|Thanks alot Geoff your information has been extreamly helpfull. Im going to use a test light to charge the cap. My system is going to be around 1500-2000 watts I wonder if using a cap is going to pay off? thanks again |
A Fluke multimeter should have a 10 megohm input, which at 12 volts would draw 0.0000012 amps, or about 1/1000th of a current that would be interesting. You can ignore it, or better yet, leave the meter disconnected and check every ten minutes or so.
The need for a cap will depend largely on the amp. A well designed amp would be able to tolerate significant voltage drops without any degradation in output. A cheap amp might suffer if the voltage drops too much. Adding a cap to an amp that doesn't need it won't do anything for you.
|Richard Clark did not like them and argued heavily against them. I remember some had posted the link to the article.|
|Rod McInnis, |
You are one of the most technically informed people who post on this site, and I have a lot of respect for your input. That said, I have performed tests on my own stereo capacitor using a Fluke 98 and another digital multi meter. In my testing, the internal resistance of the meters I tried was much higher than the internal resistance of the capacitor. You can prove this to yourself by hooking a meter up to a charged capacitor and watching the voltage drop. Measure the delta V for one minute. Recharge the capacitor to the same starting voltage and let it sit for an hour then check the voltage. The voltage drop in the unconnected capacitor will have dropped much less in an hour than the voltage drop shown in one minute when hooked up to the meter. In my testing, in the second test, the voltage began to drop as soon as I hooked up the meter.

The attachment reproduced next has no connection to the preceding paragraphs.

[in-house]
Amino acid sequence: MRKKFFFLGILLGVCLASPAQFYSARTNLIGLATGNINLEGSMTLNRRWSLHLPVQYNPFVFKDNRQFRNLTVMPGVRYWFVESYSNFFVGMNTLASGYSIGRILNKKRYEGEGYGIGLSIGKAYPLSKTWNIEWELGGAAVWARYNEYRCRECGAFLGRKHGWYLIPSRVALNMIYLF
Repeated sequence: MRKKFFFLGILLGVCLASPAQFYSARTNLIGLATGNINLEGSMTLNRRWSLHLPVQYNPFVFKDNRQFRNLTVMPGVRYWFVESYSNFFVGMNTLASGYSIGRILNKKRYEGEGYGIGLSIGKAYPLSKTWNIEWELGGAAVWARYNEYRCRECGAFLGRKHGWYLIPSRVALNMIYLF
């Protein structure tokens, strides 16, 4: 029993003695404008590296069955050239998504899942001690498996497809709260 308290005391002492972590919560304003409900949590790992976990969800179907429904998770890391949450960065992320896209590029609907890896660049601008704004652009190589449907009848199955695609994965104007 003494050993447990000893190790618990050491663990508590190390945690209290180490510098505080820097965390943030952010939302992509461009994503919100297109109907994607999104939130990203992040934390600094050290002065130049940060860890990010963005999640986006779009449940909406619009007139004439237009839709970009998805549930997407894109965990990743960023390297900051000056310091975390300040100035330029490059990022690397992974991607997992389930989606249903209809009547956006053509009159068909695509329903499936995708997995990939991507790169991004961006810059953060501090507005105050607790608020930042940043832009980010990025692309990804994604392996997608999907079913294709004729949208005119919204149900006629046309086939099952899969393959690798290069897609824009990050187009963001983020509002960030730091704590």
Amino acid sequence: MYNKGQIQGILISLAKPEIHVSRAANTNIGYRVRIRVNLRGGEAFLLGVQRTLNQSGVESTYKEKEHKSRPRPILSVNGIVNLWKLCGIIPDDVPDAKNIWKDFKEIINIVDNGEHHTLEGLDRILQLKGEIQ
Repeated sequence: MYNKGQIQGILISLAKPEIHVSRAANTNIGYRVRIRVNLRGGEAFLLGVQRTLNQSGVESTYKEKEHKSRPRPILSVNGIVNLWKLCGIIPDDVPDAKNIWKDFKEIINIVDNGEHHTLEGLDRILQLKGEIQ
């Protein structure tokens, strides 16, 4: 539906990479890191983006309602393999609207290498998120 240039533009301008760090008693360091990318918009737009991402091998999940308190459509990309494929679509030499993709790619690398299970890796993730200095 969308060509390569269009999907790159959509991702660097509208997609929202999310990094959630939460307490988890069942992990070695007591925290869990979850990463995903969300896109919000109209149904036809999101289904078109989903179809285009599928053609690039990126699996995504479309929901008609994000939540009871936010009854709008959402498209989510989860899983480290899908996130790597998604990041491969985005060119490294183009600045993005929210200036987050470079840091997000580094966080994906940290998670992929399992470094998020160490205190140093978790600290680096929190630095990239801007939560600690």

In conclusion, in my own testing, my Fluke 98 meter and my OTC multi meter both had much more internal resistance than the capacitor. Does this mean that the capacitor does not have internal resistance? No, we know that they do. In my test, I found that it was pretty small in comparison to the internal resistance of the multimeter – which is small.
I also run quality amps – MTX and JL. Maybe not what Grant–White chocolate would run, but still decent quality stuff. After running my system with and without a cap, I found that the capacitor does indeed provide a noticeable improvement in the “hit” of the bass in my system.
|The fluke meter has to have a high internal resistance or you will draw current through it. It is in the tech specs. You can not make accurate voltage measurments if you are dropping voltage across the voltage meter. Caps have to have a low internal resistance inorder to function the way they are designed. Higher resistance increases your RC constant and would delay the discharge. |
Actually, your test proves just the opposite. Measure the delta V for one minute. Recharge the capacitor to the same starting voltage and let it sit for an hour then check the voltage. The voltage drop in the unconnected capacitor will have dropped much less in an hour than the voltage drop shown in one minute when hooked up to the meter.
That says to me the internal resistance of the cap is much greater than that of the multimeter, since the cap has not discharged as much as having the multimeter connected.
Regardless, the test is not a funtional one in that it only is testing shunt resistance.
|Also, in reference to a cap that has a resistor... |
I think the reason for the resistor on the caps might be a shunt resistor to help discharge the caps. These caps are of a pretty good size and if you short the leads with it charged, you have the potential to explode it. I think it is not to help it charge slow, but, to be able to sell these to the general public and not get someone hurt.
|Rod Rinnert, |